You'd may not think it since it's a territory with few major and/or long rivers but Hong Kong does boast its fair share of major as well as minor bridges; with this especially being so if one counts overhead bridges over roads as well as the more conventional bridges over bodies of water. And although there aren't any bridges over Victoria Harbour, there are bridges that connect a few islands to the Kowloon Peninsula (and, in the case of the Tsing Ma and Kap Shui Mun bridges that are part of the Lantau Link, connect one island to another).
Although it's not considered a major landmark (unlike the much more heralded Tsing Ma Bridge), I find the bridge that I pass over on bus trips from Hong Kong Island to the northwestern parts of Hong Kong proper (whose attractions include the Hong Kong Wetland Park) pretty impressive. And while the Ting Kau Bridge may be considered by most to mainly be a utilitarian structure, I have found it to be a cool photography subject -- one whose considerable length as well as interesting forms allows me to exercise some amount of creativity when taking shots of it (three of which can be seen at the top of this week's entry for Sandi's and Gattina's Photo Hunts)!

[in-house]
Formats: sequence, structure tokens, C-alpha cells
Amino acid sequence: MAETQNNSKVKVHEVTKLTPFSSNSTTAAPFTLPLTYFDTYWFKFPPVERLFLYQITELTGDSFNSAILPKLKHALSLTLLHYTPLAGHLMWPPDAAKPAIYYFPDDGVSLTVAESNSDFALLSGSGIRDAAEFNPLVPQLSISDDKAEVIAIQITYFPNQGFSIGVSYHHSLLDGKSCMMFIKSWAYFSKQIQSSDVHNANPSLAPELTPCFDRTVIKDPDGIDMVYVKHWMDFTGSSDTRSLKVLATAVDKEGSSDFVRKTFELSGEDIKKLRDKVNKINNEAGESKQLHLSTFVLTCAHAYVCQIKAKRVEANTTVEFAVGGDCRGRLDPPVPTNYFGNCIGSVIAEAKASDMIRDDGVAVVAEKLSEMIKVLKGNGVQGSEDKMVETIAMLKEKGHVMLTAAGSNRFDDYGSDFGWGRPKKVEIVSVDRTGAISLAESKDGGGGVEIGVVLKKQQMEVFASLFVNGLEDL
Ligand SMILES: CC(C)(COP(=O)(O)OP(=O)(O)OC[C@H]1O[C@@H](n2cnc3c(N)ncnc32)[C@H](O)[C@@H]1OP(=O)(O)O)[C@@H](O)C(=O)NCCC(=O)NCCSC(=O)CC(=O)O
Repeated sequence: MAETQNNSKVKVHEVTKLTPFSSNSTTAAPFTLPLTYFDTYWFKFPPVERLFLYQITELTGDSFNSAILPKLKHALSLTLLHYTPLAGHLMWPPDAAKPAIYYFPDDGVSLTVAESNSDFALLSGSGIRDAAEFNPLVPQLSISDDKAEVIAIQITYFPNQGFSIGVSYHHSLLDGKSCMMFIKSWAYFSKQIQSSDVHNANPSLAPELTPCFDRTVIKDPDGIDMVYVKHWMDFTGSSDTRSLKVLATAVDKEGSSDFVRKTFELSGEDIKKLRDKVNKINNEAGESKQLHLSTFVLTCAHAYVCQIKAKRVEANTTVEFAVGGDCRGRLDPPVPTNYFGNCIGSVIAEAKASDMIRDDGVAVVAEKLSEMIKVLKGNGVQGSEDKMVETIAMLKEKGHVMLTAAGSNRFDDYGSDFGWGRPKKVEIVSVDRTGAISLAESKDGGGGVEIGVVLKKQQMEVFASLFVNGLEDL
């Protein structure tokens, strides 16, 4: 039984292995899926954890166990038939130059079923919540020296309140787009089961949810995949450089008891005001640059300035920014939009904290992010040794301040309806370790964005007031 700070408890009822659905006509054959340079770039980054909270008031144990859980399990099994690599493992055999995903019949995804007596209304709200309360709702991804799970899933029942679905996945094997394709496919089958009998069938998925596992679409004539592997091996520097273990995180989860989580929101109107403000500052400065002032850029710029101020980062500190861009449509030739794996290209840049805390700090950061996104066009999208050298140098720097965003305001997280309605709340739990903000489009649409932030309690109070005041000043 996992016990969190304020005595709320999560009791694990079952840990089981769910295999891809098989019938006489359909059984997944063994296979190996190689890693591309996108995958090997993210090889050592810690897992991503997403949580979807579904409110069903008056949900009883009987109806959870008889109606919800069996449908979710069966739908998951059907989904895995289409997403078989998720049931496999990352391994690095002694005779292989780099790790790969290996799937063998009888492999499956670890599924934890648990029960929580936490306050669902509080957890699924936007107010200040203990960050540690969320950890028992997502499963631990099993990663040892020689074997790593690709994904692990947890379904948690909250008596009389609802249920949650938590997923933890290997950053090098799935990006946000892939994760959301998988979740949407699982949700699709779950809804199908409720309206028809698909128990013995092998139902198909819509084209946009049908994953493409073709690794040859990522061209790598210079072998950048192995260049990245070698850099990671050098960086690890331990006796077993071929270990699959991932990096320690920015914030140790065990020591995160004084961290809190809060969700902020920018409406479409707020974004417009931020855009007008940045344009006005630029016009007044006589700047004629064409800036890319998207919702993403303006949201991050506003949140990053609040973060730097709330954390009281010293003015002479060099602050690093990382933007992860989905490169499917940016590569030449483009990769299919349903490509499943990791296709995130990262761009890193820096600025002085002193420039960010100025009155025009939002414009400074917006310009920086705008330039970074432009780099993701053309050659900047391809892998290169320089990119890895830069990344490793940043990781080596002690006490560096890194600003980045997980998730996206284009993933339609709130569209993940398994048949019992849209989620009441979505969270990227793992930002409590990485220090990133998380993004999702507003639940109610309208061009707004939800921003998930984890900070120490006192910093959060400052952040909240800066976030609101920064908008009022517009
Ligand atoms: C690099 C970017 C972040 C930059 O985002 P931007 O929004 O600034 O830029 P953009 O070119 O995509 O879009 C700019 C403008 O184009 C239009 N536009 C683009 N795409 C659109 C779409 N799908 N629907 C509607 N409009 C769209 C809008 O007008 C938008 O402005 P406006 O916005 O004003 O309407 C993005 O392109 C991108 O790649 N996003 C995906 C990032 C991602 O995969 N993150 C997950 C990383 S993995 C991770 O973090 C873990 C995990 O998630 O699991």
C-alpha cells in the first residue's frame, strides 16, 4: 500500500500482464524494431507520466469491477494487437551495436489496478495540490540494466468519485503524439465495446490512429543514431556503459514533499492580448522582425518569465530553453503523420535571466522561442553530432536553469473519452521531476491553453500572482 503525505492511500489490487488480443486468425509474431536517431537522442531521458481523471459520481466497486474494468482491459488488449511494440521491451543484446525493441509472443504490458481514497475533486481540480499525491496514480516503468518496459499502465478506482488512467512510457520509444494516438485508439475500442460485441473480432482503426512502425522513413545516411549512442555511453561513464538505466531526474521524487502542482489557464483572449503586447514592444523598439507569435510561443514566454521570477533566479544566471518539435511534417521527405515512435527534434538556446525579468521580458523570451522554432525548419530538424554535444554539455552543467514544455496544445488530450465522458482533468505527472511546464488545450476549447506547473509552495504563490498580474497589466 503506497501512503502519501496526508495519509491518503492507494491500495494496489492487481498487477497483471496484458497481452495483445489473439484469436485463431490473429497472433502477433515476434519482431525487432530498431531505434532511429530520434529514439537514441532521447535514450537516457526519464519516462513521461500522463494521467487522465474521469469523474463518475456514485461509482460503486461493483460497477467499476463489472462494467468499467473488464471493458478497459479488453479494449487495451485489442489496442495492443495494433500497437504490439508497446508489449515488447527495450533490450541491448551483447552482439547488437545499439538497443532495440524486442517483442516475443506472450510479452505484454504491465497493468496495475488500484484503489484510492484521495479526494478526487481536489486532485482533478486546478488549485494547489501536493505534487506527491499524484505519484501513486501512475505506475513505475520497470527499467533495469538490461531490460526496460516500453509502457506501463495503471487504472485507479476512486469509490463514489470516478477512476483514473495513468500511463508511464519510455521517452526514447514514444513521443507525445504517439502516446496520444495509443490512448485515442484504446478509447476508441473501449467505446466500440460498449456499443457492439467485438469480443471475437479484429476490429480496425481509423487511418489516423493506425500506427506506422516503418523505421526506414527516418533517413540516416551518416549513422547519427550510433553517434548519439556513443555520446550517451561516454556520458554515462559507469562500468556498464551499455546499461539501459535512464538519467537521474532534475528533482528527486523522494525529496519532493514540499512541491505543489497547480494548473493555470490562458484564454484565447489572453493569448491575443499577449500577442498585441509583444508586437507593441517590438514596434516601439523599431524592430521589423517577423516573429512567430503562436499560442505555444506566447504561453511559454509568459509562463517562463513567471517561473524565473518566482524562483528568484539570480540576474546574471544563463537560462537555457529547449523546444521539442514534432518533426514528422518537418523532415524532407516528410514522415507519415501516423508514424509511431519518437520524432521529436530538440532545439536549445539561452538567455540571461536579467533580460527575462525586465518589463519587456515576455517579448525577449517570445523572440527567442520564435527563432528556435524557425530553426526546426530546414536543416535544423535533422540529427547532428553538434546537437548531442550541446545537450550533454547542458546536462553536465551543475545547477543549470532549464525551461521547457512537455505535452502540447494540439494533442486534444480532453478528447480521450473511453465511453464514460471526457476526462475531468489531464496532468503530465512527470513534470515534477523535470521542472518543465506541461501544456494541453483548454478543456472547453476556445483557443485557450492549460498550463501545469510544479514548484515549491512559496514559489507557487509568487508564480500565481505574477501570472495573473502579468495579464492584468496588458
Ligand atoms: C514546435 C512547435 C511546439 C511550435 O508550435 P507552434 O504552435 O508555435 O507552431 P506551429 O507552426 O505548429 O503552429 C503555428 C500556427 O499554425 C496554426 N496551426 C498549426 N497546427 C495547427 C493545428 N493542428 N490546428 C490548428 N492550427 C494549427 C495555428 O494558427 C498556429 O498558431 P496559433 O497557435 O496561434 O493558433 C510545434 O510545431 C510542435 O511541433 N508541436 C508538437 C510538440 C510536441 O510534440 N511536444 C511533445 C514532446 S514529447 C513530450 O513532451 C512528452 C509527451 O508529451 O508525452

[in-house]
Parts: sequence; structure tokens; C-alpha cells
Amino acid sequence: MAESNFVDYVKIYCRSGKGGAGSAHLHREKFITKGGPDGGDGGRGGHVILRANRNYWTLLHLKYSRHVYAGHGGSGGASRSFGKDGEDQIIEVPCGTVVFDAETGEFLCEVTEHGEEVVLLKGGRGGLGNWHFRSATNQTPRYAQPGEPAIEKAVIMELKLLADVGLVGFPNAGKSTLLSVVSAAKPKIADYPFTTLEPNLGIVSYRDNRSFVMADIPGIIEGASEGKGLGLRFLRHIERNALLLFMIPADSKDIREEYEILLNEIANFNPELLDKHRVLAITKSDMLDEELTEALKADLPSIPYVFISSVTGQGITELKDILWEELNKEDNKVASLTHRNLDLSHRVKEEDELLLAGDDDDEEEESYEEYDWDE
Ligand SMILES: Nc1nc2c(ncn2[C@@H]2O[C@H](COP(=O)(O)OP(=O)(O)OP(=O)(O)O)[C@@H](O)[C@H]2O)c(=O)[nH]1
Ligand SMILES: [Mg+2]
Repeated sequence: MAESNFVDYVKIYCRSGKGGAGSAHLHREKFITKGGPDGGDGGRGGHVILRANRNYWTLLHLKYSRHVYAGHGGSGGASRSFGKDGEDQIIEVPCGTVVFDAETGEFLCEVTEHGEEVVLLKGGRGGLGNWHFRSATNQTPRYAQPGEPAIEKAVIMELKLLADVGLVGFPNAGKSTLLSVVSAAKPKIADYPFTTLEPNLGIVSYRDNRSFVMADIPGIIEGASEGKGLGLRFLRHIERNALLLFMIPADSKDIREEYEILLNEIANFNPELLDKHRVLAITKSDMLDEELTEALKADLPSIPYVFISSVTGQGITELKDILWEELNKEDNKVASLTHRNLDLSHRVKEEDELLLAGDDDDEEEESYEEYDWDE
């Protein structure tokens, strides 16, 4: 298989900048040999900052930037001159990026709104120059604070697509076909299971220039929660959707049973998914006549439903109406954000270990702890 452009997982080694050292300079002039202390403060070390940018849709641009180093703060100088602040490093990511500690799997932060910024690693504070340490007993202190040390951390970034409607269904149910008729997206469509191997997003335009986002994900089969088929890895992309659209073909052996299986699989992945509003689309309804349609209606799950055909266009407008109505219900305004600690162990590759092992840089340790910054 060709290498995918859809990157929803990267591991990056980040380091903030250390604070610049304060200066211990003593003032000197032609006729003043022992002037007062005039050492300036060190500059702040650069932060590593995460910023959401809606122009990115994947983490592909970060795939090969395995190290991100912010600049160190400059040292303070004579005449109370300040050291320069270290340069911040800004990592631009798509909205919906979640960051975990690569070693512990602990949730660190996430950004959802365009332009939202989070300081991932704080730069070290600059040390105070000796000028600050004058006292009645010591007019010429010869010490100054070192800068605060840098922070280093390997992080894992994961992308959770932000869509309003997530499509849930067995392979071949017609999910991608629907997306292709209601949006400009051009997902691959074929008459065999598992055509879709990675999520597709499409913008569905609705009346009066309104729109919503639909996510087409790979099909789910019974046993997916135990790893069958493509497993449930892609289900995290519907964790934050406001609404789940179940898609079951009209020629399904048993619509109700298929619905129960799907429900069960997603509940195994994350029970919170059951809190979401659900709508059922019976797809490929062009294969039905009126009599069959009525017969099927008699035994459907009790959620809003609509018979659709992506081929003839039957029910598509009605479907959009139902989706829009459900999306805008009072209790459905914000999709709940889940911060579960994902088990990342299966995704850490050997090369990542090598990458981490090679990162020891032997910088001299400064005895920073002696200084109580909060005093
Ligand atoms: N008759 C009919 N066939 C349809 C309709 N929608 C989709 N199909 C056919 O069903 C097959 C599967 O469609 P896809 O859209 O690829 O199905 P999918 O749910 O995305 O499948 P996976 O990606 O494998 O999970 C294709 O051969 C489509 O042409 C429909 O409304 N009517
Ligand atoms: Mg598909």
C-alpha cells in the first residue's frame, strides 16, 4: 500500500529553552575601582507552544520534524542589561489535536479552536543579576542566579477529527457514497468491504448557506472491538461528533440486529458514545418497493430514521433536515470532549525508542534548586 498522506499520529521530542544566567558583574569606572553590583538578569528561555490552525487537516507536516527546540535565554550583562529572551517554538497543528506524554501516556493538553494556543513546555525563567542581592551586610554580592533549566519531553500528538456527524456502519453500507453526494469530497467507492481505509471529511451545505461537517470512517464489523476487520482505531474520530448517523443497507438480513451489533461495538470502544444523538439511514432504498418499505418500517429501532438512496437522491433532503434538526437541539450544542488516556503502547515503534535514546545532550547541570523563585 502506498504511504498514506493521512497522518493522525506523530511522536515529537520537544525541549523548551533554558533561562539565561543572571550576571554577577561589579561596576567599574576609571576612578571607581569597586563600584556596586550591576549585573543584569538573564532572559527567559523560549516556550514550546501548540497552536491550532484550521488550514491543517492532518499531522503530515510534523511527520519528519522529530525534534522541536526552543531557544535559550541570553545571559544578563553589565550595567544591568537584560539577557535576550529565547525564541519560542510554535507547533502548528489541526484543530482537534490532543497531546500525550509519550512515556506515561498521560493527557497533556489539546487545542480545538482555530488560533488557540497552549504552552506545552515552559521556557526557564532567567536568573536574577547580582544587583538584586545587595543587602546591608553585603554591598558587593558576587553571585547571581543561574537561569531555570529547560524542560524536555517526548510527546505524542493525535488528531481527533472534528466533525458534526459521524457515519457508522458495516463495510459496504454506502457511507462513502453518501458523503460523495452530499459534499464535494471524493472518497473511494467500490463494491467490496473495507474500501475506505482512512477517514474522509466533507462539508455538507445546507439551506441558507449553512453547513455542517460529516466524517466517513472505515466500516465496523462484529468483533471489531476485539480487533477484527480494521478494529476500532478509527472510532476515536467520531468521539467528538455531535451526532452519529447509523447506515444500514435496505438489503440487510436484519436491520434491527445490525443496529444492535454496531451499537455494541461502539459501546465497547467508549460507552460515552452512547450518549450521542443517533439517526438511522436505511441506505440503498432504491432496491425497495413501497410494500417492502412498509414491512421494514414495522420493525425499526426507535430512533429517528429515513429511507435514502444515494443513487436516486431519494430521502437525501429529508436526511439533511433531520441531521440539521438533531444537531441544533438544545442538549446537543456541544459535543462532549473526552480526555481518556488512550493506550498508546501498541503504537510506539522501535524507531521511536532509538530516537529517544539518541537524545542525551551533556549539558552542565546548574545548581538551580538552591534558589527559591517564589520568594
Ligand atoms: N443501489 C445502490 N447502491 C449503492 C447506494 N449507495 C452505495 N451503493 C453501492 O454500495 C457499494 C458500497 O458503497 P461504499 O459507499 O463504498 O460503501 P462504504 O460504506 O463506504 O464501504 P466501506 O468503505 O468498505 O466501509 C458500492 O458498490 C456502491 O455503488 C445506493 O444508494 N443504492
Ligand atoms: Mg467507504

If truth be told, my taste in bridges and architecture usually tends more to the old than new. But I'll happily make exceptions for such as this 1998 structure which is the world's first major 4-span cabled bridge (and is the one of the longest cable-stayed bridges in the world). And for those who are wondering: the opportunities they offer of catching clear sights of this eye-catching structure is indeed one of the reasons why I like sitting on one of the front seats of the upper deck of the double-decker buses whose route take them across this bridge! ;b